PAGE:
Allowing the dice to guide every step of the conversation makes for interesting turns thereof, instead of relegating reaction dice only to first impressions of the adventuring party. For one, it offers a structure for how conversations might go, not just leaving it up to an improv show live at your table. It accomplishes this by actually expanding on what an ‘uncertain’ reaction represents, as the NPC party tries to interrogate the player-character party for why they should let them go (being, typically, armed bandits). This makes more sense to me, especially with the redetermination of reaction after some words have been exchanged, than a ‘neutral’ result which implies to me that the NPC party is idly watching the player-character party fucking around underground. Even an ‘uncertain’ result by itself does not offer as much guidance as specifying that rolls are made per decision point rather than per encounter.
Still, we could do with a clearer rendition of what OD&D seems to prescribe. I tried to include such recursive reaction rolls in my dungeon-crawling pamphlet TURN, where an uncertain result is rerolled with a -1 or +1 after some talks have taken place (since, with such 'context', the monsters are more likely to be aggressive or friendly towards the party) . Below is the conversation procedure and the attached reaction table.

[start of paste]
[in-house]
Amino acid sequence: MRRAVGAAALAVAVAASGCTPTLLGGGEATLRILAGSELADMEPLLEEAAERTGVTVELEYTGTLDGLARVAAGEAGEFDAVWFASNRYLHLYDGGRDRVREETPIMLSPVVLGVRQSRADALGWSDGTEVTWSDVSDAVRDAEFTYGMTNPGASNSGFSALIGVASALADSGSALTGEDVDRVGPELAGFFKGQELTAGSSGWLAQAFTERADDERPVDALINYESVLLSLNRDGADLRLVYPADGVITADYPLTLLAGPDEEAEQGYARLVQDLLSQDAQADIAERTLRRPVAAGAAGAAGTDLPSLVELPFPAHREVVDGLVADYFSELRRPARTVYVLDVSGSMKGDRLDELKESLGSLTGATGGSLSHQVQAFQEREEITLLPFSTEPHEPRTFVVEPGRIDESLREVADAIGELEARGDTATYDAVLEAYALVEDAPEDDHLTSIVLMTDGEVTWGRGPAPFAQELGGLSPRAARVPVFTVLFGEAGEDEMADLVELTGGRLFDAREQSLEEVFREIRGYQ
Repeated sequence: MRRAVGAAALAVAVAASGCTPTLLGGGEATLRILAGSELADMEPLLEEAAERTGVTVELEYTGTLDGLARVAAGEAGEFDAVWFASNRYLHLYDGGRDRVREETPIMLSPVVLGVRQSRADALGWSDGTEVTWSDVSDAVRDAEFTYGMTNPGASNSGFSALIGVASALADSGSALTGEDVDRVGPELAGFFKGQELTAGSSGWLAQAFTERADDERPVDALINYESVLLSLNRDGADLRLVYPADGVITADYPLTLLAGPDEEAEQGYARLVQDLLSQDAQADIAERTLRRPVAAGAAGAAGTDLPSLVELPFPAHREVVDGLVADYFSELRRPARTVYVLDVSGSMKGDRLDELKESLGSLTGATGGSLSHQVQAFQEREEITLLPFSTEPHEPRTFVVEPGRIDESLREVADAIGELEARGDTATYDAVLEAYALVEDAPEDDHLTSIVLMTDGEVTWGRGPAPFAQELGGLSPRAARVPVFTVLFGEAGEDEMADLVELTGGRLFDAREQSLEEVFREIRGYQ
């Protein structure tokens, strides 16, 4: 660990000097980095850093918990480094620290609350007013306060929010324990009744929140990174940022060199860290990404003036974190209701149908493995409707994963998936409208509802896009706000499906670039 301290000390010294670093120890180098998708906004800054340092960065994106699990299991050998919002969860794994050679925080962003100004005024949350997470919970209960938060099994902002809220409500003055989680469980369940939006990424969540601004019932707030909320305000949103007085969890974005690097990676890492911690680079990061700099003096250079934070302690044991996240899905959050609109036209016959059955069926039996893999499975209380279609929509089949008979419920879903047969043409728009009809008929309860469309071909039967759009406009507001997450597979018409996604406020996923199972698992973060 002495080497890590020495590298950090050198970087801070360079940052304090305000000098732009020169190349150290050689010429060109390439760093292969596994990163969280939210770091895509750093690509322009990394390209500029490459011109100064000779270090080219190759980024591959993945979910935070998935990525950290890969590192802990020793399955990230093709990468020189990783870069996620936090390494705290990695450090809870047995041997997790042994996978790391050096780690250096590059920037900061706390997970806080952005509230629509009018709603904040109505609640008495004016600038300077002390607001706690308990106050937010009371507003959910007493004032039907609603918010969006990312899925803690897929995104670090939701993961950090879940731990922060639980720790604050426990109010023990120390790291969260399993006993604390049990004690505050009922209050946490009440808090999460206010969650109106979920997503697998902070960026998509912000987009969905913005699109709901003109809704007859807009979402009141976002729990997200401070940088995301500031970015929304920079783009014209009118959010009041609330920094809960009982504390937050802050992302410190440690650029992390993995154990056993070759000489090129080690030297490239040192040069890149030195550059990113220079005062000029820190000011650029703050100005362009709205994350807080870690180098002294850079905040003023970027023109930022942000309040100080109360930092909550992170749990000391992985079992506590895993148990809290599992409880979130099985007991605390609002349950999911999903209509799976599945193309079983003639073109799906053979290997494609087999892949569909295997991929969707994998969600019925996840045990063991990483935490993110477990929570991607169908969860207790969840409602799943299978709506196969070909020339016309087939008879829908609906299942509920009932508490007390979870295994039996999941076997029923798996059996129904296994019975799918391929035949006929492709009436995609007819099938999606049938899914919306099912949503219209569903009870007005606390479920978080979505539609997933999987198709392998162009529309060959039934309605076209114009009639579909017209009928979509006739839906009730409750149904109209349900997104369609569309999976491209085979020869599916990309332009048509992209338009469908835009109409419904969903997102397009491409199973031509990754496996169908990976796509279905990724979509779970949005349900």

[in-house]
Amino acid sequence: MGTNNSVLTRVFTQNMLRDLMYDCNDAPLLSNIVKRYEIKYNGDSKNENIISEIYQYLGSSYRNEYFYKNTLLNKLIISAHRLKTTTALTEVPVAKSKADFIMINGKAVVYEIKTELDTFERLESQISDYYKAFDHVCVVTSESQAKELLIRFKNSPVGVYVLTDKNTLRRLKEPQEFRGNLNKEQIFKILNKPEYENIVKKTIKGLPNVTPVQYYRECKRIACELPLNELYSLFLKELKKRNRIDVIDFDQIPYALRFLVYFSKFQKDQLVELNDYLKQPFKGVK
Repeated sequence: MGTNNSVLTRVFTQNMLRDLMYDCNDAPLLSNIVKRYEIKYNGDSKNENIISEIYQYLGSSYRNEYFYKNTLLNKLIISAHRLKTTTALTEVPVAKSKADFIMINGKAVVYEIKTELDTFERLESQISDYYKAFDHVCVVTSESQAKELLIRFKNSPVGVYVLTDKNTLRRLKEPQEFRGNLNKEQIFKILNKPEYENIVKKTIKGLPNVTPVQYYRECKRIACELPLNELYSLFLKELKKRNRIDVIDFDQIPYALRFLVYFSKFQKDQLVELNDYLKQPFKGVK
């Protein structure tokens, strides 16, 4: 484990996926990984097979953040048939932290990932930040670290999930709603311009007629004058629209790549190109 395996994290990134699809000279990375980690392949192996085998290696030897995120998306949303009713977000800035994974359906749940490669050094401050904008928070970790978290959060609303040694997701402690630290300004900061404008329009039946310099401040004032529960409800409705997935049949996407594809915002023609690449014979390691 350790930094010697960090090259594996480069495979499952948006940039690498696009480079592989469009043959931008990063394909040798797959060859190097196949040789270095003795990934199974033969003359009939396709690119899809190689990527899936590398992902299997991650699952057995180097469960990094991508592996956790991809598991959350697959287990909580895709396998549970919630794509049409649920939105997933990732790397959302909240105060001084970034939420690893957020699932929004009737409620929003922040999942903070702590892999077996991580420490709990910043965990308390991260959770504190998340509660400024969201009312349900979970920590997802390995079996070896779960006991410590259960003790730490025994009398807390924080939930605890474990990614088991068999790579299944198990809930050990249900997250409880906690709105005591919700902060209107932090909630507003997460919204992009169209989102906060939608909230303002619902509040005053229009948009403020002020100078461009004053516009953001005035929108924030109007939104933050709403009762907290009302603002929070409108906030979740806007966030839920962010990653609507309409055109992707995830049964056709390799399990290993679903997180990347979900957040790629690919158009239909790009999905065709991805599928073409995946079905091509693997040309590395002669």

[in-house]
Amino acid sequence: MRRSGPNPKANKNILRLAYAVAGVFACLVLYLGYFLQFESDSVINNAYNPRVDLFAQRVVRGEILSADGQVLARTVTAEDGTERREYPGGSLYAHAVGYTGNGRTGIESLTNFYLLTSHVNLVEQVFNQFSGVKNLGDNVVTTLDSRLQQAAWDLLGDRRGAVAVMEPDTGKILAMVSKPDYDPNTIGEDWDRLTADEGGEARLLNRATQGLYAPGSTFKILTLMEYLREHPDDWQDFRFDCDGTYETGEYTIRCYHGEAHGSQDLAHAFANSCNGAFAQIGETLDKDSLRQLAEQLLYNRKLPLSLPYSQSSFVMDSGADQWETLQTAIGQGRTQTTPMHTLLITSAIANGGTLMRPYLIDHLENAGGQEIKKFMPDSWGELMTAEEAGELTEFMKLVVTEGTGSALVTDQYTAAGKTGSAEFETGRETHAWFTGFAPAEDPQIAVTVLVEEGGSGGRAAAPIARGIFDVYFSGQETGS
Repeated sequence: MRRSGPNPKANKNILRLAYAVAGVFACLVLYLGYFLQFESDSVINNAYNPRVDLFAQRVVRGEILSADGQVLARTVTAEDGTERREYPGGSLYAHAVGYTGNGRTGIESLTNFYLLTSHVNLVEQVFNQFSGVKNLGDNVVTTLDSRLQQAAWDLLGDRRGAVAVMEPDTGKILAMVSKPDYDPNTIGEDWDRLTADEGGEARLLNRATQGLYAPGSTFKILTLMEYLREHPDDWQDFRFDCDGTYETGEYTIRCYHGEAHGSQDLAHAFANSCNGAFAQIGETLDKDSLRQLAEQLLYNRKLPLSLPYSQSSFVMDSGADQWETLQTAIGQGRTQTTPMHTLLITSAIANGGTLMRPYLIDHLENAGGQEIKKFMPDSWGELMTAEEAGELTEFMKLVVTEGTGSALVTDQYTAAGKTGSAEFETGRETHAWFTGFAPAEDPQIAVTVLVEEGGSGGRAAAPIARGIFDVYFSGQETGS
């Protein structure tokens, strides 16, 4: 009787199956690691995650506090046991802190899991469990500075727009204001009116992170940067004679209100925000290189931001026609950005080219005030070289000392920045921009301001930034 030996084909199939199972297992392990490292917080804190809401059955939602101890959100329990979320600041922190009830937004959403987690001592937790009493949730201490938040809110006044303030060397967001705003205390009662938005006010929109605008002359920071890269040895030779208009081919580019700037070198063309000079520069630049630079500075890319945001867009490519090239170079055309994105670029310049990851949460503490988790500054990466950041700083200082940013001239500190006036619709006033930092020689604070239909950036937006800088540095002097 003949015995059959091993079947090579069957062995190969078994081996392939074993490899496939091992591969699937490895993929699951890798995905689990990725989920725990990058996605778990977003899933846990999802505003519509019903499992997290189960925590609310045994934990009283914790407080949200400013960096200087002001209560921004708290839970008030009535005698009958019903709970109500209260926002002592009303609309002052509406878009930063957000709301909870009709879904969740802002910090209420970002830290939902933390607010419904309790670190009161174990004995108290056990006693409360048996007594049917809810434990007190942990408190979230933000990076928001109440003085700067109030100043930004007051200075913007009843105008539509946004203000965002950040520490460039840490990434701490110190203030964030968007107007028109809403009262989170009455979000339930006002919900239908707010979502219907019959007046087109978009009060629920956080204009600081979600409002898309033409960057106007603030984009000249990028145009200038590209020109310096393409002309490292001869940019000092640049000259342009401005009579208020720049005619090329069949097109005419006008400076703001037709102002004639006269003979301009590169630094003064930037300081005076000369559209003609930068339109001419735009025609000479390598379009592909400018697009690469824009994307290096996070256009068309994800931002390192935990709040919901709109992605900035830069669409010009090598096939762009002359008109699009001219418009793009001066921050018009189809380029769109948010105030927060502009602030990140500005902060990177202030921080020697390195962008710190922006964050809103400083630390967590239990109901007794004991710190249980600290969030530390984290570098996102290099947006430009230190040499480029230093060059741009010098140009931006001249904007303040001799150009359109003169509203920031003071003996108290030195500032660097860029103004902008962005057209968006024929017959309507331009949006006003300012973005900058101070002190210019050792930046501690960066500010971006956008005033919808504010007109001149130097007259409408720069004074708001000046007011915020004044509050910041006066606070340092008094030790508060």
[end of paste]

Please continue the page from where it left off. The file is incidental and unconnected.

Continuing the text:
- Roll reaction.
- If certain, act on it.
- If uncertain, interrogate or counteroffer. Reroll with context (+/-1).
Like in Holmes’ Basic, I do think it’d be a good idea to limit the duration of the talks to prevent them from lasting for too long. Mathematically, and with forced modifiers, there is only an 8% chance that the roll will turn out ‘uncertain’ at three turns of talking. At this point, I think the monsters are likely to shrug and leave rather than keep pushing it; it’s just not their problem.
You can use the above procedure beyond the Underworld, too. For example, it can represent haggling between a merchant and a customer where a negative roll results in a rejected offer and a positive roll in an accepted offer. Meanwhile, an uncertain roll means that the other side will make an offer of their own to try to sweeten the pot for themselves. The offer can be accepted or it can be negotiated further, risking the other side saying no altogether. Back in the Underworld, this same rationale can apply to negotiating with monsters to join your party (which although it sounds like a JRPG thing, it’s also front and center of OD&D, M&M, p. 12) . It applies wherever two parties are wanting to talk something out.
Math of 2d6
Before closing out, I wanted to talk about how to adjust 2d6 rolls to account for various non-average factors without making them too deterministic (I like my rolls with a little bit of swinginess). The unmodified score from 2-12 maps to one of three outcomes: negativity (2-5), uncertainty (6-8), and positivity (9-12). The uncertain outcome has a ~44% chance, whereas the other two outcomes each have a ~28% chance. I represent this below, where each asterisk represents a 1-in-36 chance.